Before Ben Affleck was politician Stephen Collins and Russell Crowe was his reporter buddy Cal McCaffrey, there were David Morrissey and John Simm originating the roles in the 2003 BBC miniseries State of Play. Six years later, there’s no doubt most American audiences probably won’t even realize the film remake’s origins, and like most American adaptations of British programming – even the good ones – the original demands to be seen.
This highly complex, thoroughly dense, and consistently gripping six-part TV series represents the best of thinking person’s entertainment. The labyrinthine plot twists and turns endlessly until the conclusion, but it never loses its way by trying to merely confuse its audience. The characters are engaging, and the cast represents strongly across the board, but Paul Abbott’s scripts are certainly the masterpiece here.
Collins is an up-and-coming politician, but his world is seemingly shattered when news that his research assistant fell to her death in the Underground comes to light. The press immediately seizes on his emotional response as evidence of an affair, and the journalists descend en masse on a story that is nowhere near the full truth. Meanwhile, a teenage kid suspected to be dealing drugs is shot in an alleyway – a story that gets little attention, but might contain clues to unraveling the larger mystery that surrounds both events.
At the center of it all is the staff of The Herald, led by veteran reporter McCaffrey, who smells a rat from almost the very beginning, and has connections thanks to his former position as Collins’ campaign manager many years ago. The always dependable Bill Nighy is excellent as the cantankerous editor-in-chief, and Kelly MacDonald and James McAvoy both offer up solid supporting performances as reporters who help crack the case.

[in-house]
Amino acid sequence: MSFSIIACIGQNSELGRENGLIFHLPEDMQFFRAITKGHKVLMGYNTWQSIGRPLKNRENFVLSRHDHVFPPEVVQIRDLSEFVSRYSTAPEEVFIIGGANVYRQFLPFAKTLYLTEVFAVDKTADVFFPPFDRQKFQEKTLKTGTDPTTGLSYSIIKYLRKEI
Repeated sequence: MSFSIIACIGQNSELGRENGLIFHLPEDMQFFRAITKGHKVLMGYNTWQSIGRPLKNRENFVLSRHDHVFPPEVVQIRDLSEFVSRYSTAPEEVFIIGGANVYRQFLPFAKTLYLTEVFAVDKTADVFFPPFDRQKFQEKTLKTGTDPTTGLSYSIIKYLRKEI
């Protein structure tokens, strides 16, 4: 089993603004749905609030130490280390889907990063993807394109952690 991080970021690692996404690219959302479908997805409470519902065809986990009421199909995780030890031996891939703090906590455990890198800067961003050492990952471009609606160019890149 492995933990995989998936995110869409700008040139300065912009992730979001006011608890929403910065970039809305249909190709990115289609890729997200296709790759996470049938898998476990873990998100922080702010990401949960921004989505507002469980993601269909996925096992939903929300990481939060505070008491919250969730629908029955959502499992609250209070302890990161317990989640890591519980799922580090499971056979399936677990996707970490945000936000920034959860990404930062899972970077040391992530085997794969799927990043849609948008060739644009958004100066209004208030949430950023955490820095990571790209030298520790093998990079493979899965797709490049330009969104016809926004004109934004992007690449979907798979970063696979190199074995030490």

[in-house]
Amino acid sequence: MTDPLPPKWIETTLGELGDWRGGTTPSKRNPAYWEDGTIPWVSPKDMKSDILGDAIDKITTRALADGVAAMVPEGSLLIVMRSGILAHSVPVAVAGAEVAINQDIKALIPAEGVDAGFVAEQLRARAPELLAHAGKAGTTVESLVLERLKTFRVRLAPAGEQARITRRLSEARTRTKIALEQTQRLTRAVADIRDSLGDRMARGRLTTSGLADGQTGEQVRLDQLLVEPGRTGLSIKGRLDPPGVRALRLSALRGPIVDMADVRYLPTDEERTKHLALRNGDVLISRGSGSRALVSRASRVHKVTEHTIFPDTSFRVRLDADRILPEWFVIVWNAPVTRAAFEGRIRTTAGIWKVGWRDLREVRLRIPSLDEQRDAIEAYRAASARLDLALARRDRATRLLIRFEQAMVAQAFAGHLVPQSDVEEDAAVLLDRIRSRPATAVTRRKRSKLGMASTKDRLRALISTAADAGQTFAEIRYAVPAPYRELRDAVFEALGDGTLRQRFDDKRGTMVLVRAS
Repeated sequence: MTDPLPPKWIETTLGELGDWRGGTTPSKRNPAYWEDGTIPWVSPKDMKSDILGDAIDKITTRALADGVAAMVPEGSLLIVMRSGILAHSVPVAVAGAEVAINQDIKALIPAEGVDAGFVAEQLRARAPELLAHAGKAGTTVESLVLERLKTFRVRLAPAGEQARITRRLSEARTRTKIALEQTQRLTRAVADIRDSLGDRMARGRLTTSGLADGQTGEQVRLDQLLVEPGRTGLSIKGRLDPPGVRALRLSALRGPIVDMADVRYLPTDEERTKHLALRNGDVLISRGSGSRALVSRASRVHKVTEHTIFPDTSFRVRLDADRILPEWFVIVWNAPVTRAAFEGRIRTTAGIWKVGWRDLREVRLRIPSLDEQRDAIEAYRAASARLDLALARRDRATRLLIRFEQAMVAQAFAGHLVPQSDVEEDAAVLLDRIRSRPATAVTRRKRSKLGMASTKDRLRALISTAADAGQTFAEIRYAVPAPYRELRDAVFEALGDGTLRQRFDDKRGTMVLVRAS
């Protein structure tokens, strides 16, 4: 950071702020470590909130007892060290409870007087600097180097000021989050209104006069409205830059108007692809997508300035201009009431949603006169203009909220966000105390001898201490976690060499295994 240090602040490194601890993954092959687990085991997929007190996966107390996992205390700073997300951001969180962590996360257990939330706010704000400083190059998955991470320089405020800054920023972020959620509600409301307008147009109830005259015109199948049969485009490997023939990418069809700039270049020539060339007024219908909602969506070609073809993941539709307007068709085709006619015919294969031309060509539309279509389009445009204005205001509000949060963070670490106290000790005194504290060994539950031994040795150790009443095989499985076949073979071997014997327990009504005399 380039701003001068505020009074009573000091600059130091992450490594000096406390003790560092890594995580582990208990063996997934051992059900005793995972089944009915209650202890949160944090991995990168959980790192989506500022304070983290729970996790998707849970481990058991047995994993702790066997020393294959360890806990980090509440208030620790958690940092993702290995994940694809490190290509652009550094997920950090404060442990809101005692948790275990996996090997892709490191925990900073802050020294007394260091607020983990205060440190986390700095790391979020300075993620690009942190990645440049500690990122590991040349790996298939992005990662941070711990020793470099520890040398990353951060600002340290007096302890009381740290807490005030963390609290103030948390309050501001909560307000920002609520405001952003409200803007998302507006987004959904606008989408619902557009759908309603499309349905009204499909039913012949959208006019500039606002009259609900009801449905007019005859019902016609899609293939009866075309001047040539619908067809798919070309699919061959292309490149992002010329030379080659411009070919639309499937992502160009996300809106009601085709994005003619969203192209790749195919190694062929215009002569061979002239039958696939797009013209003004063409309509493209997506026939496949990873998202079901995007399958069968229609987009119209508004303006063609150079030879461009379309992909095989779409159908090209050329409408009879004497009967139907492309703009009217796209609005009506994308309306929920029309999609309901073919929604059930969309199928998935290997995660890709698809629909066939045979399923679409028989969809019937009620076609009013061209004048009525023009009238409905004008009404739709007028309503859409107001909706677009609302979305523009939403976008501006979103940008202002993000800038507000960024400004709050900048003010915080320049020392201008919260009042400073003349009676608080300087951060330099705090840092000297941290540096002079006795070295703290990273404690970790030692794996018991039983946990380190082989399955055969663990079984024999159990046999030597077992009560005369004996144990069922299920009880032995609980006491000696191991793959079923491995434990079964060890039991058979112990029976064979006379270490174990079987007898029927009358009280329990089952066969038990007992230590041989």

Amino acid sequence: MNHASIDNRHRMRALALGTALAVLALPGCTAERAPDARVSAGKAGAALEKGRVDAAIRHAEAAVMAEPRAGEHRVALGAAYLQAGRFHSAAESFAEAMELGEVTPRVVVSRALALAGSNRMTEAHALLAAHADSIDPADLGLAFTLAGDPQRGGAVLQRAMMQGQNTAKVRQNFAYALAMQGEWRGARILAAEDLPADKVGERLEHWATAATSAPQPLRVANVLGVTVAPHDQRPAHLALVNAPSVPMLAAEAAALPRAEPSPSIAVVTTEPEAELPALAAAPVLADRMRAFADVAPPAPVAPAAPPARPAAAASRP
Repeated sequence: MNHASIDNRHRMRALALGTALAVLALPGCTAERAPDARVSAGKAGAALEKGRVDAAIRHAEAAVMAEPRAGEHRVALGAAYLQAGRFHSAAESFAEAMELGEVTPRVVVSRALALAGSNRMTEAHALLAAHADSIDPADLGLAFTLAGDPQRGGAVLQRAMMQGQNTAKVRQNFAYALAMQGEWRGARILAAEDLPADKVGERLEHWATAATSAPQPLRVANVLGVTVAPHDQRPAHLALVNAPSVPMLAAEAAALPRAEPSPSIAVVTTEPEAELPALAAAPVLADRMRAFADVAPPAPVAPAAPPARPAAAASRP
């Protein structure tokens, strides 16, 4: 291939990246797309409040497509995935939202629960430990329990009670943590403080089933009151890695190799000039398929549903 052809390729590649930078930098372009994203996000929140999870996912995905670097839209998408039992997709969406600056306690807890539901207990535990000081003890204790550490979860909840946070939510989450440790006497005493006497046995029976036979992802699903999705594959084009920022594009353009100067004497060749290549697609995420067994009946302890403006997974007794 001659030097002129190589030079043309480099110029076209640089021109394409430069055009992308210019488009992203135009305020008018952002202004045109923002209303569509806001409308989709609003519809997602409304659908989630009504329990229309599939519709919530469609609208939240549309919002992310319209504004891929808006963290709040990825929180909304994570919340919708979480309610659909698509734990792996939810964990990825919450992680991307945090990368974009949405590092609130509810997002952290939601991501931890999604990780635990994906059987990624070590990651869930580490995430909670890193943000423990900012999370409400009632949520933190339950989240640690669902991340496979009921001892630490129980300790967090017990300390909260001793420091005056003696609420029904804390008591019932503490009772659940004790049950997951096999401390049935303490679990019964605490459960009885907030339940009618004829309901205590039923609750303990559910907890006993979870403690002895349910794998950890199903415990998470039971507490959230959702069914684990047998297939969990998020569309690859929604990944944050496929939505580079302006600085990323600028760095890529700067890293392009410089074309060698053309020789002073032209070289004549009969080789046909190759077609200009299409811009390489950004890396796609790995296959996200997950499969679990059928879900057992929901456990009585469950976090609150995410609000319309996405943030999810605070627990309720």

State of Play is probably the most exciting journalism thriller since All the President’s Men, and like that film, it shows the process of tracking down the right sources for a story to be just as exhilarating as the best action sequences in more typical films of its type.
As the story unfolds, Abbott isn’t afraid to pack in lots of exposition to get the wheels of the story moving, but it never feels like too much, even though, admittedly, you better be paying close attention from go, or you’re in danger of finding yourself lost along the way. By the second or third episode, character development also begins to be expertly fleshed out, giving us a cast of characters that aren’t just set pieces in the midst of a compelling tale.
It takes time to digest just one of the hour-long episodes, meaning it might be better to not plan for a straight-through marathon, although it likely will be tempting. State of Play is the kind of superlative television that the Brits are known for – is it any wonder that we Americans keep re-packaging their ideas?
The State of Play DVD contains all six episodes of the series on two discs. The only special features are commentary tracks on the first and last episodes of the series – Abbott and director David Yates on the first, and Yates, producer Hilary Bevan Jones, and editor Mark Day on the last.